There's been some interest for these skis in previous threads, and given that I've used both quite a bit I thought my reflections might be useful. As background, I had a proto pair of 125 Hoks for review in the spring of 2011, and bought a pair of the 145s as soon as they were available in December of the same year. I used the 125s with the universal binding and Voile 3 pin bindings. I've only used the 145s with 3 pins, and various heavier plastic/leather boots. I bought a pair of Marquettes late in 2010, and was sent a proto pair to test later that winter. I skied them with 3 pins and plastic telemark boots.
The most obvious difference betweent the two is weight. I don't have the numbers in front of me, but the Marquettes are somewhere in the neighborhood of 20 oz heavier per ski. The Marquettes are great for plinking around for fun, and can ski some serious stuff as long as the snow is soft, but IMO the weight disqualifies them from use as a tool for backcountry distance travel. The Hoks compare favorably, in terms of weight/surface area, with XCD skis like the Karhu Guide/Madshus Annum. In fact, the 145 Hoks weight just a hair more than my 185 Guides and have an almost identical surface area.
The Marquettes are not only big, they are exceptionally stiff. Uniformly so, apparently there isn't a way to tune the flex as you would with conventional skis. This being the case, I wouldn't want to ski them with anything short of a proper telemark boot (older 2 buckle Scarpa T-2 or bigger). Less boot would work on very mild terrain, but it'd be very easy to get into something a little too steep or thick, or in snow a little too funky, and end up with the skis skiing you. That said, with proper boots the Marquettes are an unparalleled rig for bombing steep and tight powder runs. The huge rockered tip, overall float, and lack of metal edges to stick on rocks makes powder with no base very doable. Scratches in the bases can be erased with a bit of heat. On the other hand the lack of edges can be sketchy when climbing over deadfall, or when you unexpectedly find yourself on firm snow. The fishscales climb better than other scales, but still suffer the limitations of that technology (i.e. the drier the snow, the less grip). The bases are horrendously slow on anything firm. On a few BC powder day trips I was left for dead on gentle runouts down snowmachine tracks. In the end, I sold them because they were just so specialized.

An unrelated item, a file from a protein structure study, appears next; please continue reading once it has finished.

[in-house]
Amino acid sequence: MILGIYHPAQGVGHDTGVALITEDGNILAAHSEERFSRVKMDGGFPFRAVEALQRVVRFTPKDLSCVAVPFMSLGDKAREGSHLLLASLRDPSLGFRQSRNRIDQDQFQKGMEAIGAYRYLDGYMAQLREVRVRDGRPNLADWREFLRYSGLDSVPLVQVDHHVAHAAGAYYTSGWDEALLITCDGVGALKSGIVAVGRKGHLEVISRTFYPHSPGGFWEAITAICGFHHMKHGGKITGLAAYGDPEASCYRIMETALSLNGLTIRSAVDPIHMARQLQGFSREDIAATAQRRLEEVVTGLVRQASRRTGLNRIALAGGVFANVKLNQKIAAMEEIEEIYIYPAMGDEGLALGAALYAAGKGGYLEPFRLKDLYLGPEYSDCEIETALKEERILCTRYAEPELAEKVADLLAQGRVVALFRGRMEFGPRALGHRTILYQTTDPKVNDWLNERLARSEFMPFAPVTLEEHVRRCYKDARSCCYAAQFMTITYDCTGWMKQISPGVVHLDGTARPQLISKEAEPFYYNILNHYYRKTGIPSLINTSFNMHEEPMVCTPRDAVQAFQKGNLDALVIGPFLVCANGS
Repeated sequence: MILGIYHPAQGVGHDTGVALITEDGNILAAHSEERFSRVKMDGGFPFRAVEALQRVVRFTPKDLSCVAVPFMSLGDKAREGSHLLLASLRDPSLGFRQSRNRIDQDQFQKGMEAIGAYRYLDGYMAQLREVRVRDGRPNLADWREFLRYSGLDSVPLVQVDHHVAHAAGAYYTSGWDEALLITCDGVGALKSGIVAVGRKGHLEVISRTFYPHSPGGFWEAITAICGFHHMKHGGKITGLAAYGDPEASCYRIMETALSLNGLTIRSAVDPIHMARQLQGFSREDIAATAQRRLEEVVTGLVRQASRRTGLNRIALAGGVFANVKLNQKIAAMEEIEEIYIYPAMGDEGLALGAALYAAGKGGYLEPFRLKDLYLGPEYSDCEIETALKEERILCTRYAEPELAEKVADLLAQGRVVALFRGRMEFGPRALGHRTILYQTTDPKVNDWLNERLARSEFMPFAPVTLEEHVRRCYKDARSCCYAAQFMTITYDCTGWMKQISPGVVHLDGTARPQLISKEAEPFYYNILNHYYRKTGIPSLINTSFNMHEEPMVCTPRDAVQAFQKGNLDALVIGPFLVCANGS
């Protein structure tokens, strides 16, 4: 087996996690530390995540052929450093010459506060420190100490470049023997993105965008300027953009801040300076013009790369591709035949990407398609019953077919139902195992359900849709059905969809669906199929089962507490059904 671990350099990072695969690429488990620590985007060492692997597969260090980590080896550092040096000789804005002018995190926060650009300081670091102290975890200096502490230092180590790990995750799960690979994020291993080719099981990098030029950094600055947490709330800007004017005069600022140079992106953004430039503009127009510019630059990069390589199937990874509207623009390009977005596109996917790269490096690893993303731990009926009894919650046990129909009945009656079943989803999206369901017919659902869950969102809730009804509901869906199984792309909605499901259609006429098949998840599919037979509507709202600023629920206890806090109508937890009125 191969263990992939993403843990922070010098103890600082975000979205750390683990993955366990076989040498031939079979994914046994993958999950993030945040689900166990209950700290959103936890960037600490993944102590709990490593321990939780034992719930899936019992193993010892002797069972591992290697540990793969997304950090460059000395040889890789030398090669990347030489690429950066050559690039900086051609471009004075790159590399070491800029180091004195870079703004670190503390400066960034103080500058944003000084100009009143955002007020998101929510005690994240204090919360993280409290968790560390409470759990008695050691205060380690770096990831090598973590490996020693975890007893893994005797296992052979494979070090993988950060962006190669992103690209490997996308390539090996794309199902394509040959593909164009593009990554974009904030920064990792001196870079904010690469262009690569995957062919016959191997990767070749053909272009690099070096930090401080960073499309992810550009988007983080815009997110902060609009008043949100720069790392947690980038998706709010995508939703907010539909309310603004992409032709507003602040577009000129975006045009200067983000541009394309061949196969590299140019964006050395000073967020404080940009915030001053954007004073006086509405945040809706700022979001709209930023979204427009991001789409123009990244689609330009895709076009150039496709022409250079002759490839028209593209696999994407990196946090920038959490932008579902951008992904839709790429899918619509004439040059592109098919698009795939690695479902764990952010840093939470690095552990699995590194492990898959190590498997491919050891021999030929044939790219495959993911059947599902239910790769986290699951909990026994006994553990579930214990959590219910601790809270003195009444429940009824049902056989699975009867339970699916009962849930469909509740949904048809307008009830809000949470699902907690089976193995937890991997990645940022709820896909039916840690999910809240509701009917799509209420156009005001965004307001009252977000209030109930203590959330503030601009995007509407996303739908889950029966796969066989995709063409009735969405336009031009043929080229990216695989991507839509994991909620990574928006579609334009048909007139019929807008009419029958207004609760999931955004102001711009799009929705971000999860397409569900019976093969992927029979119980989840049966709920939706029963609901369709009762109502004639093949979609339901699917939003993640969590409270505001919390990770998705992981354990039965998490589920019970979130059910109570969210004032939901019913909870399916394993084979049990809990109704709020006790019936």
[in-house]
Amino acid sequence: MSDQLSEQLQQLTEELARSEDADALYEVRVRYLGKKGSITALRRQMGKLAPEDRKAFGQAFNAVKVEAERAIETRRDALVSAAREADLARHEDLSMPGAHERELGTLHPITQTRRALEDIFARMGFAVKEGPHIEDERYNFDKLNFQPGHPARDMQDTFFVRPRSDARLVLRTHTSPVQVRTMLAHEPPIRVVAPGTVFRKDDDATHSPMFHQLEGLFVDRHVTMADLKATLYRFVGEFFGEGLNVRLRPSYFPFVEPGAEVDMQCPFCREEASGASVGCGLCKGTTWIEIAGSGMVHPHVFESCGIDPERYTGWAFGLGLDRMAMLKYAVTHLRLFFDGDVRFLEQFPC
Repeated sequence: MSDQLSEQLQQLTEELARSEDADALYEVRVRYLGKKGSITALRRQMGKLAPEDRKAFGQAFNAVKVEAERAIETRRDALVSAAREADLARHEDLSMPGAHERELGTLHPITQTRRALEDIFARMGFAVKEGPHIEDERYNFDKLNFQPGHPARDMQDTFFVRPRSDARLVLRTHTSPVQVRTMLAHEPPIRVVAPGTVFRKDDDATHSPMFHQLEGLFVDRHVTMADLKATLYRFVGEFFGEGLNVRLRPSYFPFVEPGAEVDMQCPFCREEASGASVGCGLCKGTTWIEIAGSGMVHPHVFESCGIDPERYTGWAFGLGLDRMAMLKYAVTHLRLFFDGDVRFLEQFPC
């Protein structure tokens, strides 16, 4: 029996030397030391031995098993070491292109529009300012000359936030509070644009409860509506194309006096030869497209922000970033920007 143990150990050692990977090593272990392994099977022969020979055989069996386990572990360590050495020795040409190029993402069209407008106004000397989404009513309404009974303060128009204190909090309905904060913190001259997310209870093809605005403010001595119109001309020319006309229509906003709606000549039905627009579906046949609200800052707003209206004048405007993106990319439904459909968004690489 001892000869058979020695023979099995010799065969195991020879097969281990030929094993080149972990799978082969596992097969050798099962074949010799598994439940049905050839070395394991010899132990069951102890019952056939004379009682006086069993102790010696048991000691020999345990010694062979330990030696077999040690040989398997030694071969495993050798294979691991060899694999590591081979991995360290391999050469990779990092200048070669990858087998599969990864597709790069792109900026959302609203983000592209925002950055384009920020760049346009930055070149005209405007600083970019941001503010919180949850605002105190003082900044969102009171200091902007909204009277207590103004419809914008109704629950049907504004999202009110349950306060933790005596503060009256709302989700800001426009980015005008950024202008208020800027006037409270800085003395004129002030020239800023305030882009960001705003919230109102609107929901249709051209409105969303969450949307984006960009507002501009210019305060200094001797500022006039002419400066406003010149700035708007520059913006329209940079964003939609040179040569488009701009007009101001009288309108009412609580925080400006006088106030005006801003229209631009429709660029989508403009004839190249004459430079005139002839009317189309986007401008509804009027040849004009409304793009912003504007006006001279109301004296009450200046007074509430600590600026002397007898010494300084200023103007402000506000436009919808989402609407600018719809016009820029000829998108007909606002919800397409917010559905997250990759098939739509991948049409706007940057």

The Hoks fill the role of 60% ski, 40% snowshoe very well, and are a great tool for many types of winter travel. Lots of the lower altitude stuff around here (NW MT) gets a lot light snow, but is thickly wooded. The Hoks are great for breaking trail in deep snow, and easy to maneuver in the thick stuff. The shape and gentle rocker is particularly nice when slithering down steep, wooded, singletrack descents. I think the skinsert makes since over fishscales, because the Hoks are best in soft snow, and skins grip so much better. The drag is noticeable on wetter snow, but IMO a good overall tradeoff. My only disappointment is that my 145s are much, much softer than the 125 protos. Too soft, even for a soft snow ski. That the factory edges can rather dull did not help. They will hold an edge on hard snow, even with relatively floppy boots, but you'll have to work a bit at it. The Hoks are also a specialized tool, but one which is very practical for a lot of multi-day winter travel. I've got longer, skinnier skis for trips in more open terrain, but in the dead of winter down in the trees, the Hoks are the best tool for the job.